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Randomised controlled trial of therapeutic assessment versus usual assessment in adolescents with self-harm: 2-year follow-up
  1. Dennis Ougrin1,
  2. Isabel Boege2,
  3. Daniel Stahl3,
  4. Reetoodwaj Banarsee4,
  5. Eric Taylor1
  1. 1Department of Child and Adolescent Psychiatry, King's College London, Institute of Psychiatry, London, UK
  2. 2ZfP Suedwuerttemberg, KJPP, Ravensburg, Germany
  3. 3Department of Biostatistics, King's College London, Institute of Psychiatry, London, UK
  4. 4Department of Primary Care and Public Health, Faculty of Medicine, Imperial College London, London, UK
  1. Correspondence to Dr Dennis Ougrin, Child and Adolescent Psychiatrist, King's College London, Institute of Psychiatry, DeCrespigny Park, Box 85, London SE5 8AF, UK; dennis.ougrin{at}kcl.ac.uk

Abstract

Background An earlier randomised controlled trial demonstrated improved treatment engagement in adolescents who received Therapeutic Assessment (TA) versus Assessment As Usual (AAU), following an emergency presentation with self-harm.

Objectives To determine 2-year outcomes for the same adolescents focusing on frequency of Accident and Emergency (A&E) self-harm presentations and treatment engagement.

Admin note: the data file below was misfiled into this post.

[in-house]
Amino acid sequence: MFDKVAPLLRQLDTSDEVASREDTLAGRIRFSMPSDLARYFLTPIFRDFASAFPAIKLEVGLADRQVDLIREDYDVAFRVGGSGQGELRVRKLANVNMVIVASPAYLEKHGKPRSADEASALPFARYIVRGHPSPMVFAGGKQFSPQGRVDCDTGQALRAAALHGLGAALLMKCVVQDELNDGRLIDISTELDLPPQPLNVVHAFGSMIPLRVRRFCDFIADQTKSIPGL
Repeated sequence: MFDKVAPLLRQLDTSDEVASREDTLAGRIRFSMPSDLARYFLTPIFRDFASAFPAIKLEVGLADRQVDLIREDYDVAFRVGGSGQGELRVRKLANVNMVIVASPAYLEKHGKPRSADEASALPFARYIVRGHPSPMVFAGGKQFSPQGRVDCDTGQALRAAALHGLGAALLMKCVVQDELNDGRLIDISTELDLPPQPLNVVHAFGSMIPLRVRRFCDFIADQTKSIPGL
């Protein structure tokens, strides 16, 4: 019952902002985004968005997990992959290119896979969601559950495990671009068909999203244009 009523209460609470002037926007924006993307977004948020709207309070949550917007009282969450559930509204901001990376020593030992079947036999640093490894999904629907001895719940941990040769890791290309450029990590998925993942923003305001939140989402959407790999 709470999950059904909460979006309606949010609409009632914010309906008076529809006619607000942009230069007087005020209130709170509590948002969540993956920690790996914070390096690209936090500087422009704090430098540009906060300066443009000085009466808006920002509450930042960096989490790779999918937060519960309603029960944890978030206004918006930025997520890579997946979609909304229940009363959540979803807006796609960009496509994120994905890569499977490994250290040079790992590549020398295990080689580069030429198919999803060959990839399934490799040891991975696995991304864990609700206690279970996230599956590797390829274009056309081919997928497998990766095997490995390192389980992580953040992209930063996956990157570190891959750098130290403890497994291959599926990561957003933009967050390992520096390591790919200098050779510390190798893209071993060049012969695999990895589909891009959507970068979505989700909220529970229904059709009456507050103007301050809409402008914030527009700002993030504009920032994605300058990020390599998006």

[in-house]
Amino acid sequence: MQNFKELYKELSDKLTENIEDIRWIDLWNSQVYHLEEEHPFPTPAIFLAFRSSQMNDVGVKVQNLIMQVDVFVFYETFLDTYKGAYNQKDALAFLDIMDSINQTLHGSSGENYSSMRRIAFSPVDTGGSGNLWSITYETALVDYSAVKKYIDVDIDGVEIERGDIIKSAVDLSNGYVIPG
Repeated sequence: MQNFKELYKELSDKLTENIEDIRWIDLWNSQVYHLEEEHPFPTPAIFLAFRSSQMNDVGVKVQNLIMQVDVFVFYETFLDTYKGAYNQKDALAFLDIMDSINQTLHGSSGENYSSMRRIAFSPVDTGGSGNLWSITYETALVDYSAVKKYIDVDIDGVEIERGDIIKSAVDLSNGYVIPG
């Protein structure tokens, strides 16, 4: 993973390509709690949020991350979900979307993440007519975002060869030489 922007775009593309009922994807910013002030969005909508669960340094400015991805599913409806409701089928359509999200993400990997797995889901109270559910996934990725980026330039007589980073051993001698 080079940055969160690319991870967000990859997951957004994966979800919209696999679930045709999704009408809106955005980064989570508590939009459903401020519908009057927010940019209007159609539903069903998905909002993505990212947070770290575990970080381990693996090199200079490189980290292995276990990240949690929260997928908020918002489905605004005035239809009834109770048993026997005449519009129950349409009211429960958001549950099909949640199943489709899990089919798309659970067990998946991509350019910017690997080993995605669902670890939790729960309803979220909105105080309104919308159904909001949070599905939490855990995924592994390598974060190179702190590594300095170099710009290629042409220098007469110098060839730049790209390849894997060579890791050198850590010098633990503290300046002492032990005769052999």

Method Patients in the TA groups (n=35) and the AAU group (n=34) were followed up 2 years after the initial assessment. Their primary and secondary care electronic records were analysed.

Results There was no significant difference in the frequency of self-harm resulting in A&E presentations between the two groups (OR 0.69, 95% CI 0.23 to 2.13, p=0.53). Treatment engagement remained higher in the TA group than the AAU group.

Conclusions TA is not associated with a lower frequency of A&E self-harm presentations. The effect of TA on engagement is maintained 2 years after the initial assessment. Interventions to reduce self-harm in adolescents are needed.

Trial registration ISRCTN 81605131, http://www.controlled-trials.com/ISRCTN81605131/

  • Accident & Emergency
  • Child Psychiatry

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